“We’ve spent years preparing the company for an all-electric future, and our long-term EV profitability and margin goals are intact, despite recent headwinds,” Barra said.

GM has said it plans to earn low- to mid-single-digit EBIT-adjusted margins on its EV portfolio in 2025, before the positive impact of clean energy tax credits. It also has said it plans to exclusively offer electric vehicles by 2035.


Barra also said the automaker is “addressing challenges” at Cruise, its majority-owned autonomous vehicle subsidiary.

GM is planning to spend “hundreds of millions of dollars” less on Cruise next year compared to 2023, CFO Jacobson said. The automaker has reported $1.9 billion in 2023 Cruise losses through the third quarter of the year.

Cruise recently issued a voluntary recall affecting 950 of its robotaxis and suspended all vehicle operations on public roads following a series of incidents that sparked criticism from first responders, labor activists and local elected officials, especially in San Francisco.

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The events, specifically an October accident involving a pedestrian, led to co-founder and CEO Kyle Vogt resigning from the company.

“Our priority now is to focus the team on safety, transparency and accountability,” Barra said in the letter. “We must rebuild trust with regulators at the local, state and federal levels, as well as with the first responders and the communities in which Cruise will operate.”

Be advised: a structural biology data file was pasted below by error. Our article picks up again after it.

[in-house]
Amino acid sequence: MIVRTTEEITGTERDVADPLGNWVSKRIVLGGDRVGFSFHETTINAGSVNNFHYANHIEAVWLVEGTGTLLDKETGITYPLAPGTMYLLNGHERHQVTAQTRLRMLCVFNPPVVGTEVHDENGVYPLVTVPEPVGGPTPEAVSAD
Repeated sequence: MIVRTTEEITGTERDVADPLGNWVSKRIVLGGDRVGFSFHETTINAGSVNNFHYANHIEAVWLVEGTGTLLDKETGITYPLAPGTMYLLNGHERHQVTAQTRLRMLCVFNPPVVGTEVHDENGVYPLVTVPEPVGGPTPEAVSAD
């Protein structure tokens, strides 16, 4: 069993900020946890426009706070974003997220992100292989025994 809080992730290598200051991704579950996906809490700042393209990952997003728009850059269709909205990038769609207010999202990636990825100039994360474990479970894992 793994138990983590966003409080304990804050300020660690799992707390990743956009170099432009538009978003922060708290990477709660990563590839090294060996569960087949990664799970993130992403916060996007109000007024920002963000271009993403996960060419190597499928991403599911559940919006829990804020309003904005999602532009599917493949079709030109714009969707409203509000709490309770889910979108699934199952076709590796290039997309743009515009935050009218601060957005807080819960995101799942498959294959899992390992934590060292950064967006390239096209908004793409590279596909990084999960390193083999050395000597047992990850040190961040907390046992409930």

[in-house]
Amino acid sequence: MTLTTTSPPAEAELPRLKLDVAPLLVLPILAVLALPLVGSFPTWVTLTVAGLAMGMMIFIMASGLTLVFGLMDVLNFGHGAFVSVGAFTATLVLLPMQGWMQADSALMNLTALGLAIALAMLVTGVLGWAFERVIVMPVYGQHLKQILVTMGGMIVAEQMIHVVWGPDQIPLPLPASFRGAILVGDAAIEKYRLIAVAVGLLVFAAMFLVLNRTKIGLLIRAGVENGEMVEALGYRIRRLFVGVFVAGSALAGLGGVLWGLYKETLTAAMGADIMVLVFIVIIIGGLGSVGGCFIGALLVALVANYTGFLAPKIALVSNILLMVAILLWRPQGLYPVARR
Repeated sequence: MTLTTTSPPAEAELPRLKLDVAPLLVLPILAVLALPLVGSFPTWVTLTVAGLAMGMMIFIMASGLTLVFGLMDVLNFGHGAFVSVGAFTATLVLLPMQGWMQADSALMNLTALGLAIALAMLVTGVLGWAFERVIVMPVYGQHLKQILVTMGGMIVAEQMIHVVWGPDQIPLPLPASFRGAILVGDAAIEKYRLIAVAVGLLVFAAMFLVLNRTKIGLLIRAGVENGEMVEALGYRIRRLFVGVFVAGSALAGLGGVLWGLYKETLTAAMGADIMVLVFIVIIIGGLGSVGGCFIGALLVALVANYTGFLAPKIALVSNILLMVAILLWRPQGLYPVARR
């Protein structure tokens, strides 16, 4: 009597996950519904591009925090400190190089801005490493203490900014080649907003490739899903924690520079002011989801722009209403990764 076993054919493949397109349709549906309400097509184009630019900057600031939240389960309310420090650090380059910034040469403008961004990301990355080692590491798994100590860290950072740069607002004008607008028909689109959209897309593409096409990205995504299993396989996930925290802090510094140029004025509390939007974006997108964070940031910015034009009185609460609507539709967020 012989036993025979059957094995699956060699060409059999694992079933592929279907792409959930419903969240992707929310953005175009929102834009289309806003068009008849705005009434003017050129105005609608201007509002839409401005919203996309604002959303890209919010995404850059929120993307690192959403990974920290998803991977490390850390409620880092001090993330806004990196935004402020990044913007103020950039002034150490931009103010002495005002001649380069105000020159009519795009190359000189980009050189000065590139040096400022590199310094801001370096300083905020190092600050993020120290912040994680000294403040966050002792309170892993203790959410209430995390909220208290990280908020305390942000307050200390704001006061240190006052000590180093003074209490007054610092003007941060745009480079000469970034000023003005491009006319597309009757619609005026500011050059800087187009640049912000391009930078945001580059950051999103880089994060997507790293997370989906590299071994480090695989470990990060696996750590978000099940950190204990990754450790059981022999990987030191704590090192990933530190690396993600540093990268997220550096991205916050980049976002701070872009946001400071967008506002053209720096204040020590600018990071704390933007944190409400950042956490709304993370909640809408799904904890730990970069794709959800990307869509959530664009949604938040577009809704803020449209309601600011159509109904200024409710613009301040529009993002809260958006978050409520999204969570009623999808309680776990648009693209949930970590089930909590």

Barra declined to further elaborate on GM’s plans for Cruise, pending ongoing independent investigations into the company. She reiterated that when Cruise does eventually relaunch, it will be in more focused, disciplined way.

“After we get the results of these two independent reviews, we will chart the course forward,” Barra said.

Cruise previously said its strategy is “to re-launch in one city and prove our performance there, before expanding.”

Stock buyback

The accelerated stock buyback includes an aggregate of $10 billion to the banks executing the program: Bank of America, Goldman Sachs, Barclays and Citibank.

GM will immediately receive and retire $6.8 billion worth of its common stock. The company had approximately 1.37 billion shares of common stock outstanding prior to the program.

Jacobson said the size of the buyback was determined after the company built up cash amid the uncertainty of its labor deals.

“I would say it’s stretched us a little bit, but we could do it comfortably and still maintain the liquidity and targets that are important to maintain the credit ratings that we have,” he said. “I think it was a really good mark.”

The total number of shares ultimately repurchased under the initiative will be determined at the end of the program, which is expected to occur during the fourth quarter. It will be based on the average of the daily volume-weighted prices of GM stock.

Outside of the announced program, GM said it will have $1.4 billion of capacity remaining under its share repurchase authorization “for additional, opportunistic share repurchases.”

The company said it has returned $4.2 billion in common stock dividends and buybacks from the start of 2022 through the third quarter of 2023, while generating more than $20.5 billion in adjusted automotive free cash flow after business investments.

“These strategies are designed to keep our margins and free cash flow strong, and we are well-positioned as we head into 2024,” Barra said at the end of her letter to shareholders. “I’m confident we’ll be able to execute our plan and excited about what the future holds. We look forward to sharing our progress with you.”